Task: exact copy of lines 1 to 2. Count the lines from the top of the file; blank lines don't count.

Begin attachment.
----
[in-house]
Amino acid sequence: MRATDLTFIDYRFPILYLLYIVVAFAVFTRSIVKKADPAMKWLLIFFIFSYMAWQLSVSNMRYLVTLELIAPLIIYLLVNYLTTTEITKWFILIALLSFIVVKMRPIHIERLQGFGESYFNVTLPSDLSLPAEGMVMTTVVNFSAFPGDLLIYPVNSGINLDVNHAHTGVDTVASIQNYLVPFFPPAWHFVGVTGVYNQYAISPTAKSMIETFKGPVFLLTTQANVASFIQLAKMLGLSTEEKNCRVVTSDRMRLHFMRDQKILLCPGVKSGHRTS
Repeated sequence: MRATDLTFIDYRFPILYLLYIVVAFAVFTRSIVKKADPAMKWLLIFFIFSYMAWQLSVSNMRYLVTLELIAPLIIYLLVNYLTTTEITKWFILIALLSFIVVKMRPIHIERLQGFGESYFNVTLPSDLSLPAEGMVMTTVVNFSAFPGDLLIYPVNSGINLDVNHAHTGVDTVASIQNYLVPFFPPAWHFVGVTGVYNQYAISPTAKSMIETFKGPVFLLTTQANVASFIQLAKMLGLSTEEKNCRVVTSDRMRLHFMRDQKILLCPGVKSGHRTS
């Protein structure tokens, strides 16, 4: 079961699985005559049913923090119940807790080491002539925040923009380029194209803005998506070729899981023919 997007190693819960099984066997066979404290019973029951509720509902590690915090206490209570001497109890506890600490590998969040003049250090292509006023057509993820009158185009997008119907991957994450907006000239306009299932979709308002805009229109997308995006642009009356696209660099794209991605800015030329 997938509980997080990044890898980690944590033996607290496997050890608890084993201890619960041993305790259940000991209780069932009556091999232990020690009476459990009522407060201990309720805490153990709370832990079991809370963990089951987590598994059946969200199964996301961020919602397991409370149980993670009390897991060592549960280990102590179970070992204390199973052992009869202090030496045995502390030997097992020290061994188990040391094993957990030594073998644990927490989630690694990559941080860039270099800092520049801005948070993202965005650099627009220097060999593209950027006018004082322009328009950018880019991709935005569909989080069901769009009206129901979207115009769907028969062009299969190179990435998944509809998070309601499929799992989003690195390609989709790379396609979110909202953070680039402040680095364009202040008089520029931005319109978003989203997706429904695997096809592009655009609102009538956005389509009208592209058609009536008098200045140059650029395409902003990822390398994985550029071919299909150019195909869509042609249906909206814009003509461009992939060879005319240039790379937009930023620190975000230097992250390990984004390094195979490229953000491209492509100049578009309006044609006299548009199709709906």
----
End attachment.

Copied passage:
[in-house]
Amino acid sequence: MRATDLTFIDYRFPILYLLYIVVAFAVFTRSIVKKADPAMKWLLIFFIFSYMAWQLSVSNMRYLVTLELIAPLIIYLLVNYLTTTEITKWFILIALLSFIVVKMRPIHIERLQGFGESYFNVTLPSDLSLPAEGMVMTTVVNFSAFPGDLLIYPVNSGINLDVNHAHTGVDTVASIQNYLVPFFPPAWHFVGVTGVYNQYAISPTAKSMIETFKGPVFLLTTQANVASFIQLAKMLGLSTEEKNCRVVTSDRMRLHFMRDQKILLCPGVKSGHRTS